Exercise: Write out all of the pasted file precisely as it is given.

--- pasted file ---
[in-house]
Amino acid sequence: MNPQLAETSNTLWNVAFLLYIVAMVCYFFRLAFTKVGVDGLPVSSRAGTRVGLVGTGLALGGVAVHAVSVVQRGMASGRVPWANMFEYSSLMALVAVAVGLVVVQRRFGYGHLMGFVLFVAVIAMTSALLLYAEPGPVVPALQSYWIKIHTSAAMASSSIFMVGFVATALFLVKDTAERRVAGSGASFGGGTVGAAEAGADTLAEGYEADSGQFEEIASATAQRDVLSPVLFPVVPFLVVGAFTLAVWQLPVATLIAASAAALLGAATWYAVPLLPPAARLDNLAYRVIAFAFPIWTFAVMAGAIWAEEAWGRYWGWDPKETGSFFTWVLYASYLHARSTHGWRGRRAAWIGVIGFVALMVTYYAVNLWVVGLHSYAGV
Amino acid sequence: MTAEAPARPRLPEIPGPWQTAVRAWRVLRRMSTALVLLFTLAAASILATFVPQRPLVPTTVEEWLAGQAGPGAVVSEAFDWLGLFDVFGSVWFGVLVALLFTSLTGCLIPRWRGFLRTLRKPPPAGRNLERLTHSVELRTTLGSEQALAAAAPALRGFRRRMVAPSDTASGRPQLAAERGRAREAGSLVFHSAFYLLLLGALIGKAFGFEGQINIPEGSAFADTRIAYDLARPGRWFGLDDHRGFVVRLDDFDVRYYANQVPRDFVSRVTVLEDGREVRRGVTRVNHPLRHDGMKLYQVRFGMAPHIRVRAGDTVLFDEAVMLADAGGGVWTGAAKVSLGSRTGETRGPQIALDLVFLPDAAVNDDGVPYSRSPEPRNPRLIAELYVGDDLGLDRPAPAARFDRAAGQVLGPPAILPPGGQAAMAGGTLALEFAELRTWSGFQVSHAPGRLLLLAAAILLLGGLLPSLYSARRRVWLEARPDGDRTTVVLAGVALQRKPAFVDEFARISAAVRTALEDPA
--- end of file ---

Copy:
[in-house]
Amino acid sequence: MNPQLAETSNTLWNVAFLLYIVAMVCYFFRLAFTKVGVDGLPVSSRAGTRVGLVGTGLALGGVAVHAVSVVQRGMASGRVPWANMFEYSSLMALVAVAVGLVVVQRRFGYGHLMGFVLFVAVIAMTSALLLYAEPGPVVPALQSYWIKIHTSAAMASSSIFMVGFVATALFLVKDTAERRVAGSGASFGGGTVGAAEAGADTLAEGYEADSGQFEEIASATAQRDVLSPVLFPVVPFLVVGAFTLAVWQLPVATLIAASAAALLGAATWYAVPLLPPAARLDNLAYRVIAFAFPIWTFAVMAGAIWAEEAWGRYWGWDPKETGSFFTWVLYASYLHARSTHGWRGRRAAWIGVIGFVALMVTYYAVNLWVVGLHSYAGV
Amino acid sequence: MTAEAPARPRLPEIPGPWQTAVRAWRVLRRMSTALVLLFTLAAASILATFVPQRPLVPTTVEEWLAGQAGPGAVVSEAFDWLGLFDVFGSVWFGVLVALLFTSLTGCLIPRWRGFLRTLRKPPPAGRNLERLTHSVELRTTLGSEQALAAAAPALRGFRRRMVAPSDTASGRPQLAAERGRAREAGSLVFHSAFYLLLLGALIGKAFGFEGQINIPEGSAFADTRIAYDLARPGRWFGLDDHRGFVVRLDDFDVRYYANQVPRDFVSRVTVLEDGREVRRGVTRVNHPLRHDGMKLYQVRFGMAPHIRVRAGDTVLFDEAVMLADAGGGVWTGAAKVSLGSRTGETRGPQIALDLVFLPDAAVNDDGVPYSRSPEPRNPRLIAELYVGDDLGLDRPAPAARFDRAAGQVLGPPAILPPGGQAAMAGGTLALEFAELRTWSGFQVSHAPGRLLLLAAAILLLGGLLPSLYSARRRVWLEARPDGDRTTVVLAGVALQRKPAFVDEFARISAAVRTALEDPA